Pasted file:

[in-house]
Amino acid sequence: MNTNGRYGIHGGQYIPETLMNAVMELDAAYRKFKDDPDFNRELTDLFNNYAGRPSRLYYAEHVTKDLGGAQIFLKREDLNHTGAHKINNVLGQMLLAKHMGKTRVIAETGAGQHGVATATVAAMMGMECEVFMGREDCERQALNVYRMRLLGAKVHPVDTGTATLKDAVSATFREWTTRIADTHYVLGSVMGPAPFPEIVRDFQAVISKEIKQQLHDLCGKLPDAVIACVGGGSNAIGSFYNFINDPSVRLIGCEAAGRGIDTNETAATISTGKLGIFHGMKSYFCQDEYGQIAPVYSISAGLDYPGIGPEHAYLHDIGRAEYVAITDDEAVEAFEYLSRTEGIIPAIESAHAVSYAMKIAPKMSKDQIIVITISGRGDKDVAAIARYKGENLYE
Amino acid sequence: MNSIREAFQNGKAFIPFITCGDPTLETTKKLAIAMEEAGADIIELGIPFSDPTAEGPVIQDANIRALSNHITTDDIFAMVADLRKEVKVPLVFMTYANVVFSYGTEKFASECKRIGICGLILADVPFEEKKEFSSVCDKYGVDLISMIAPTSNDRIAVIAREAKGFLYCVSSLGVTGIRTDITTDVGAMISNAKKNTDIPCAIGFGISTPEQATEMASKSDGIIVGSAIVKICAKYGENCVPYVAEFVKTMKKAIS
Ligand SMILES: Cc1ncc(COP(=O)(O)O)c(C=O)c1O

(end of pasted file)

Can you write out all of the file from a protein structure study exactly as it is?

[in-house]
Amino acid sequence: MNTNGRYGIHGGQYIPETLMNAVMELDAAYRKFKDDPDFNRELTDLFNNYAGRPSRLYYAEHVTKDLGGAQIFLKREDLNHTGAHKINNVLGQMLLAKHMGKTRVIAETGAGQHGVATATVAAMMGMECEVFMGREDCERQALNVYRMRLLGAKVHPVDTGTATLKDAVSATFREWTTRIADTHYVLGSVMGPAPFPEIVRDFQAVISKEIKQQLHDLCGKLPDAVIACVGGGSNAIGSFYNFINDPSVRLIGCEAAGRGIDTNETAATISTGKLGIFHGMKSYFCQDEYGQIAPVYSISAGLDYPGIGPEHAYLHDIGRAEYVAITDDEAVEAFEYLSRTEGIIPAIESAHAVSYAMKIAPKMSKDQIIVITISGRGDKDVAAIARYKGENLYE
Amino acid sequence: MNSIREAFQNGKAFIPFITCGDPTLETTKKLAIAMEEAGADIIELGIPFSDPTAEGPVIQDANIRALSNHITTDDIFAMVADLRKEVKVPLVFMTYANVVFSYGTEKFASECKRIGICGLILADVPFEEKKEFSSVCDKYGVDLISMIAPTSNDRIAVIAREAKGFLYCVSSLGVTGIRTDITTDVGAMISNAKKNTDIPCAIGFGISTPEQATEMASKSDGIIVGSAIVKICAKYGENCVPYVAEFVKTMKKAIS
Ligand SMILES: Cc1ncc(COP(=O)(O)O)c(C=O)c1O